19. The37Kid
    Joined: Apr 30, 2004
    Posts: 26,000

    The37Kid
    Member

    In addition to the above mentioned Riley parts & pieces I had another complete Riley 4Port that I beileve saw marine use. One of the few items I don't have a photo of. If someone has a copy of the book is there a photo or mention of a 4Port with a unique intake on top? The normal 4Port had the intake manifold on a 45 degree, while this head had the manifold on the top, allowing downdraft carbs to dump straight down into the ports.
     
  20. miller91
    Joined: Dec 7, 2008
    Posts: 542

    miller91
    Member


    I do own the book, (obviously an important resource for this post) a quick perusal does not provide a picture. Mr. Iandola did an excellent job with his book, yet I am sure there is much still to find out.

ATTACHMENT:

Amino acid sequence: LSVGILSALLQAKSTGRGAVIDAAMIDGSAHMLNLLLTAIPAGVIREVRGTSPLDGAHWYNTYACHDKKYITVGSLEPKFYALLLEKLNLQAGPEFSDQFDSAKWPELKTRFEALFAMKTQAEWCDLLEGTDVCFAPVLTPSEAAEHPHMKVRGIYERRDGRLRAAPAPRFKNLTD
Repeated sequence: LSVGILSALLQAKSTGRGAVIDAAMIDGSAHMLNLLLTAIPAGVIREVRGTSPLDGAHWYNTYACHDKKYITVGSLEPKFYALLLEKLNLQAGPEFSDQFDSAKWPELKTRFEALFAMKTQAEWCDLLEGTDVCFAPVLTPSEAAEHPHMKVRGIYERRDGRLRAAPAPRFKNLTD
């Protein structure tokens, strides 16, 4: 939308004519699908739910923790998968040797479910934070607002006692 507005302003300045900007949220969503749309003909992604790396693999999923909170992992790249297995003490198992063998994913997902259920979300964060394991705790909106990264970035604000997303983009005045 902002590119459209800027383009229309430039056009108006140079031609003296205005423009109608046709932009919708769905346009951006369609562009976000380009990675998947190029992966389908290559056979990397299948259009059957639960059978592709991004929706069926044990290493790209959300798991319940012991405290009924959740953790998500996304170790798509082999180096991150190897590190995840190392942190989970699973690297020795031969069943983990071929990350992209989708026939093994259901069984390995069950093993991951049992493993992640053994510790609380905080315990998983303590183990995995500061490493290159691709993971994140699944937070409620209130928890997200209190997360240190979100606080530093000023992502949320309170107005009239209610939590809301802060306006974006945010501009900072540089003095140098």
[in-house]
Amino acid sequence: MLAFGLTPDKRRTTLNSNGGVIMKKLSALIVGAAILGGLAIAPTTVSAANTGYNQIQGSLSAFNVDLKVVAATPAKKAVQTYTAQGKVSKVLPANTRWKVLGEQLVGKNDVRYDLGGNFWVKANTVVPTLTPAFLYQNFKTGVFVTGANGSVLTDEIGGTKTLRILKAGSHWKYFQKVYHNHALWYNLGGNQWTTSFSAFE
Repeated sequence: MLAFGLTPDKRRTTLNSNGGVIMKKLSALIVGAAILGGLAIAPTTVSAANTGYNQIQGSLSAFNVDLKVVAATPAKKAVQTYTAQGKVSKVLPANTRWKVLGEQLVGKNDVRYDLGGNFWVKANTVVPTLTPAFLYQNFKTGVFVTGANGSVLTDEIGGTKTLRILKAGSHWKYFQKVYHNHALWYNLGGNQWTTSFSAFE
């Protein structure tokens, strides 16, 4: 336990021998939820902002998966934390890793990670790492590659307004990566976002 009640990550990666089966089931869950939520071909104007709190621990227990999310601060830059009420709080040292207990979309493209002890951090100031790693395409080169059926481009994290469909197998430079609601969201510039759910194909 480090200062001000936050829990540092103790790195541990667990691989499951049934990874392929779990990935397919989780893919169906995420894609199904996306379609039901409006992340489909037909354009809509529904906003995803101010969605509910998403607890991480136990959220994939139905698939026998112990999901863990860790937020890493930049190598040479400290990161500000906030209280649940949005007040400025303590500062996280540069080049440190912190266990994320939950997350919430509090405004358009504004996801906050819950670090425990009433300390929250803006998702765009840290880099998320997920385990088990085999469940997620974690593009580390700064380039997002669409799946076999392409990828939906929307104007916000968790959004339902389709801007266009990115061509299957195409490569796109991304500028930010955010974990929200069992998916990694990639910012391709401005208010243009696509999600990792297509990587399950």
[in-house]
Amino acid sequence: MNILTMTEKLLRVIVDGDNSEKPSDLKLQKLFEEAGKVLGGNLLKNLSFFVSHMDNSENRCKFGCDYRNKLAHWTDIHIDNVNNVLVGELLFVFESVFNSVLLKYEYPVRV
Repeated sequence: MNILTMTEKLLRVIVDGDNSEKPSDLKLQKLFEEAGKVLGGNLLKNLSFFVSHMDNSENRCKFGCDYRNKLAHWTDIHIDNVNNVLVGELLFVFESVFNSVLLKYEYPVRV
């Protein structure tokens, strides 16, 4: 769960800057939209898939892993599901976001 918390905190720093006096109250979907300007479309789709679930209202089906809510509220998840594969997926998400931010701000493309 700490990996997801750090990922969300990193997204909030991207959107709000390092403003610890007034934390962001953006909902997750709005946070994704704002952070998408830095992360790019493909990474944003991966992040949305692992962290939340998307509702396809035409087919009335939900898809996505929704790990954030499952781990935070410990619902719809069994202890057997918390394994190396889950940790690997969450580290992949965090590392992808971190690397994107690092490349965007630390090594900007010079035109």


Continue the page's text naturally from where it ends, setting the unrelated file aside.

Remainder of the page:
21. What a fascinating thread. Truly educational.
     
  22. miller91
    Joined: Dec 7, 2008
    Posts: 542

    miller91
    Member

    Thanks, I am hoping to learn more!
     
  23. hugh m
    Joined: Jul 18, 2007
    Posts: 2,148

    hugh m
    Member
    from ct.

    Have Iandola's book, will have to pull it out. Seems like the folks who reach DaVinci status do so with lots of financial help, either from benefactors, governments, or just from being rich themselves. Not just with cars but in life in general. Makes you respect guys like Riley all the more.
     
  24. Just a little correction here. I know this is a thread about his OHV conversions but you brought up the marine stuff.

    Riley is creddited with the modern I/O, (inboard outboard, or just outdrive) not the modern outboard as you said. His outdrive was hugely sucessfull and his copyrights were infrindged upon by Volvo and they now are generaly given credit as to the invention. He was too old and didn't have the $ to fight Volvo in court. I've talked to Dan Iandolla at length about Rileys marine stuff and some, but not all, of the marine material in his book came from my collection of crap.